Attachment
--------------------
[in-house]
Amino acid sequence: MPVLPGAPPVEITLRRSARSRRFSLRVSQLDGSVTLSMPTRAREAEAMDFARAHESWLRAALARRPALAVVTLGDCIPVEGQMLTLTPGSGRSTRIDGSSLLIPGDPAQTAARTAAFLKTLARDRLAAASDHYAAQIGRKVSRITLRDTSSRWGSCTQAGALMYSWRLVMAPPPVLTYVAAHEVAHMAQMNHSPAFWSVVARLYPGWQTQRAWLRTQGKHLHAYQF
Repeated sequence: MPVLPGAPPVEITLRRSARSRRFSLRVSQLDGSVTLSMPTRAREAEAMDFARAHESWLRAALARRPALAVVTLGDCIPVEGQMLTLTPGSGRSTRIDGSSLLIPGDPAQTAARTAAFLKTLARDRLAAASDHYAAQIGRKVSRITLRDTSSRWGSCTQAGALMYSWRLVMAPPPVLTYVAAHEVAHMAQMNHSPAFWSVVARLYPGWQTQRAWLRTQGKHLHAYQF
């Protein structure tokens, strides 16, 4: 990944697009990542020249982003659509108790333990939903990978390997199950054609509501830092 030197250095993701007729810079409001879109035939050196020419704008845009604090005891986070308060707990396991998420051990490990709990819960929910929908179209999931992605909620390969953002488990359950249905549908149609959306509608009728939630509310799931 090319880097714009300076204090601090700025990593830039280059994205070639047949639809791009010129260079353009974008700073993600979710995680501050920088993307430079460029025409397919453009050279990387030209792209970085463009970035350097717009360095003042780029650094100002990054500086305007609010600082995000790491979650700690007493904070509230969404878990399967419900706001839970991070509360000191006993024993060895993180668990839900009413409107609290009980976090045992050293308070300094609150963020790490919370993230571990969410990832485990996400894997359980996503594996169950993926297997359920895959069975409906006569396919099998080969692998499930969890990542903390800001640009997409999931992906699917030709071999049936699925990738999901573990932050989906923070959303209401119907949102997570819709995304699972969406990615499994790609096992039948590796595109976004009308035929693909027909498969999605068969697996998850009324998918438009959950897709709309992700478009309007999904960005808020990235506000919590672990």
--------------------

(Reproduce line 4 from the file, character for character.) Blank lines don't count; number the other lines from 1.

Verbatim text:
């Protein structure tokens, strides 16, 4: 990944697009990542020249982003659509108790333990939903990978390997199950054609509501830092 030197250095993701007729810079409001879109035939050196020419704008845009604090005891986070308060707990396991998420051990490990709990819960929910929908179209999931992605909620390969953002488990359950249905549908149609959306509608009728939630509310799931 090319880097714009300076204090601090700025990593830039280059994205070639047949639809791009010129260079353009974008700073993600979710995680501050920088993307430079460029025409397919453009050279990387030209792209970085463009970035350097717009360095003042780029650094100002990054500086305007609010600082995000790491979650700690007493904070509230969404878990399967419900706001839970991070509360000191006993024993060895993180668990839900009413409107609290009980976090045992050293308070300094609150963020790490919370993230571990969410990832485990996400894997359980996503594996169950993926297997359920895959069975409906006569396919099998080969692998499930969890990542903390800001640009997409999931992906699917030709071999049936699925990738999901573990932050989906923070959303209401119907949102997570819709995304699972969406990615499994790609096992039948590796595109976004009308035929693909027909498969999605068969697996998850009324998918438009959950897709709309992700478009309007999904960005808020990235506000919590672990």